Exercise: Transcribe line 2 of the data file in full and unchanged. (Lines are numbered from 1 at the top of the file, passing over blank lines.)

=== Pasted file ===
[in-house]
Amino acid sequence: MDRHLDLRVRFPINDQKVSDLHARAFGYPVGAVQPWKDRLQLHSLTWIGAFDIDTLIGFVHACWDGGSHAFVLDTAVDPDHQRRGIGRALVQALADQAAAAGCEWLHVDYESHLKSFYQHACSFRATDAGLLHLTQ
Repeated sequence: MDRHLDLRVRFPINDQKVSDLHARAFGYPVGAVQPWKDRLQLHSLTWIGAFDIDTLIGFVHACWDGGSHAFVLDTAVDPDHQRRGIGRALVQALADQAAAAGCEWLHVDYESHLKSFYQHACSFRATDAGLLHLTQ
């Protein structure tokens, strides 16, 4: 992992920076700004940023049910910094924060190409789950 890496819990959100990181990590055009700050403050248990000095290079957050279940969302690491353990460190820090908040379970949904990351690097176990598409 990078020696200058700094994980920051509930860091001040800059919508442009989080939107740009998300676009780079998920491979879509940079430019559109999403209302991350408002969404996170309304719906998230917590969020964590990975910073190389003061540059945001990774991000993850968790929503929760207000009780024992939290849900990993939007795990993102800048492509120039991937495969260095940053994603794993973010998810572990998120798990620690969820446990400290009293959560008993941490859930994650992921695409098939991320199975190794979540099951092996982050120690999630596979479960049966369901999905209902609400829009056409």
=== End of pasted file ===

Amino acid sequence: MDRHLDLRVRFPINDQKVSDLHARAFGYPVGAVQPWKDRLQLHSLTWIGAFDIDTLIGFVHACWDGGSHAFVLDTAVDPDHQRRGIGRALVQALADQAAAAGCEWLHVDYESHLKSFYQHACSFRATDAGLLHLTQ